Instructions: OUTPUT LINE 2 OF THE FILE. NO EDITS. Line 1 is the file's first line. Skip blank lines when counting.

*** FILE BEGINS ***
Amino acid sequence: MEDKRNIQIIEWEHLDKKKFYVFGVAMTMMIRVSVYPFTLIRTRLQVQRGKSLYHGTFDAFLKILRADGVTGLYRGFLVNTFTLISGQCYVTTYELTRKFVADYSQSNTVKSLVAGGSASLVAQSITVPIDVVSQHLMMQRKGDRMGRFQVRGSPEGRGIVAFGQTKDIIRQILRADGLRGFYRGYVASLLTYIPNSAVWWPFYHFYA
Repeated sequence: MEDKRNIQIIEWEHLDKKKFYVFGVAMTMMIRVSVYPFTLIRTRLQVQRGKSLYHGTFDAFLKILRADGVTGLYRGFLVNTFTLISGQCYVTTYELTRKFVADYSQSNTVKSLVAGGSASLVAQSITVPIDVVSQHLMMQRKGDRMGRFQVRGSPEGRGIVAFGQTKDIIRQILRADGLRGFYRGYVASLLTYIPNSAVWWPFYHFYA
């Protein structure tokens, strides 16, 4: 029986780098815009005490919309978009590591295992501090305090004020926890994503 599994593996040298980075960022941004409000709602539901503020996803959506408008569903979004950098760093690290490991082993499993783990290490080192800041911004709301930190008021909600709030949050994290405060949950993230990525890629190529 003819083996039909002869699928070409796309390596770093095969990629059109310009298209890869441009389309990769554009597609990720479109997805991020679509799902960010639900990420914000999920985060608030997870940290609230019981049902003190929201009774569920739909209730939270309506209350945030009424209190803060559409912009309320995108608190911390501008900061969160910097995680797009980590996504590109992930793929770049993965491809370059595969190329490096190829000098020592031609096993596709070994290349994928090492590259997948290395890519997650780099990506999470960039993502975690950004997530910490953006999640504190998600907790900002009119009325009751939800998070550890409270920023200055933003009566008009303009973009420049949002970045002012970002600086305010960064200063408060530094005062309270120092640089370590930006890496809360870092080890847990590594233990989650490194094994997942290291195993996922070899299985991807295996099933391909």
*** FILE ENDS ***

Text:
Repeated sequence: MEDKRNIQIIEWEHLDKKKFYVFGVAMTMMIRVSVYPFTLIRTRLQVQRGKSLYHGTFDAFLKILRADGVTGLYRGFLVNTFTLISGQCYVTTYELTRKFVADYSQSNTVKSLVAGGSASLVAQSITVPIDVVSQHLMMQRKGDRMGRFQVRGSPEGRGIVAFGQTKDIIRQILRADGLRGFYRGYVASLLTYIPNSAVWWPFYHFYA